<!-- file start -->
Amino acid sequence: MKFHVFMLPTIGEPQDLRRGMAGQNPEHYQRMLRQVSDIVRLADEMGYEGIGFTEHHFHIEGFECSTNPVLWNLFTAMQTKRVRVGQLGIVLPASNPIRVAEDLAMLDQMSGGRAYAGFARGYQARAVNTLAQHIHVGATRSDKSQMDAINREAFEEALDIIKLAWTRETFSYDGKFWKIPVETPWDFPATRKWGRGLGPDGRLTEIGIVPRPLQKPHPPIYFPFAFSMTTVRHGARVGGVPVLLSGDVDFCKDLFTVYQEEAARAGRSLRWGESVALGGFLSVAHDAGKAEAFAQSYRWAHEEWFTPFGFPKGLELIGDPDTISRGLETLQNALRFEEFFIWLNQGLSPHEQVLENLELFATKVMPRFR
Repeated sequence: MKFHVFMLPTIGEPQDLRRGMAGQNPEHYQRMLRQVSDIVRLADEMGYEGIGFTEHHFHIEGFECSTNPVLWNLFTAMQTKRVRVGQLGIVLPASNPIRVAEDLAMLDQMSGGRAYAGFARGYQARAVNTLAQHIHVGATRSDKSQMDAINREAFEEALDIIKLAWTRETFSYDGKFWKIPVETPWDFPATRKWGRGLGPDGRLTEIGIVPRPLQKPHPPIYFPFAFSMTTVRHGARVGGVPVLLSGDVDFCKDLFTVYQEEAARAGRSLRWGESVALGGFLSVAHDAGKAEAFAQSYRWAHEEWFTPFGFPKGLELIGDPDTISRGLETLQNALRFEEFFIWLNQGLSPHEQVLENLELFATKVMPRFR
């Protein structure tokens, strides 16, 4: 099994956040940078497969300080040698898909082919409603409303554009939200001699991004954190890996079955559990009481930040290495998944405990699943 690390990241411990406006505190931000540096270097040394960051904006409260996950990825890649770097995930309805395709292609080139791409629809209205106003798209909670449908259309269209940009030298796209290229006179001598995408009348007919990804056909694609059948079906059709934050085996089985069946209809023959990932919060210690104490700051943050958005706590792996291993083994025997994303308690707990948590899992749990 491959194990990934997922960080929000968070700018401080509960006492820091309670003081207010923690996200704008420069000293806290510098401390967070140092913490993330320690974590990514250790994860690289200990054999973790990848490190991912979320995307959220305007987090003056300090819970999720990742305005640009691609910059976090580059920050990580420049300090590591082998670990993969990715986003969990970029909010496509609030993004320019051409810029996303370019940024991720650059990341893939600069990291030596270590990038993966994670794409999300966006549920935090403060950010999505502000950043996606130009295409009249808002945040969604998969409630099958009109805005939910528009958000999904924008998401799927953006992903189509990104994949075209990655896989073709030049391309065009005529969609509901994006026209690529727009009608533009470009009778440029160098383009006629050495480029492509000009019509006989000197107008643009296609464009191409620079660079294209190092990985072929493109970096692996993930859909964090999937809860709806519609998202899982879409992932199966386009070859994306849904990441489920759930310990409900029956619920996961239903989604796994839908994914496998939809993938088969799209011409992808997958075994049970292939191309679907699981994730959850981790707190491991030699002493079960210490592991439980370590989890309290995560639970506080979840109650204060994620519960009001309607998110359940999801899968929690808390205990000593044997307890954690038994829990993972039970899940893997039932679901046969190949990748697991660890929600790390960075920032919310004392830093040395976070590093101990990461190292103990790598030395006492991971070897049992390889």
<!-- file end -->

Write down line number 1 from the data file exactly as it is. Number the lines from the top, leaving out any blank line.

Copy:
Amino acid sequence: MKFHVFMLPTIGEPQDLRRGMAGQNPEHYQRMLRQVSDIVRLADEMGYEGIGFTEHHFHIEGFECSTNPVLWNLFTAMQTKRVRVGQLGIVLPASNPIRVAEDLAMLDQMSGGRAYAGFARGYQARAVNTLAQHIHVGATRSDKSQMDAINREAFEEALDIIKLAWTRETFSYDGKFWKIPVETPWDFPATRKWGRGLGPDGRLTEIGIVPRPLQKPHPPIYFPFAFSMTTVRHGARVGGVPVLLSGDVDFCKDLFTVYQEEAARAGRSLRWGESVALGGFLSVAHDAGKAEAFAQSYRWAHEEWFTPFGFPKGLELIGDPDTISRGLETLQNALRFEEFFIWLNQGLSPHEQVLENLELFATKVMPRFR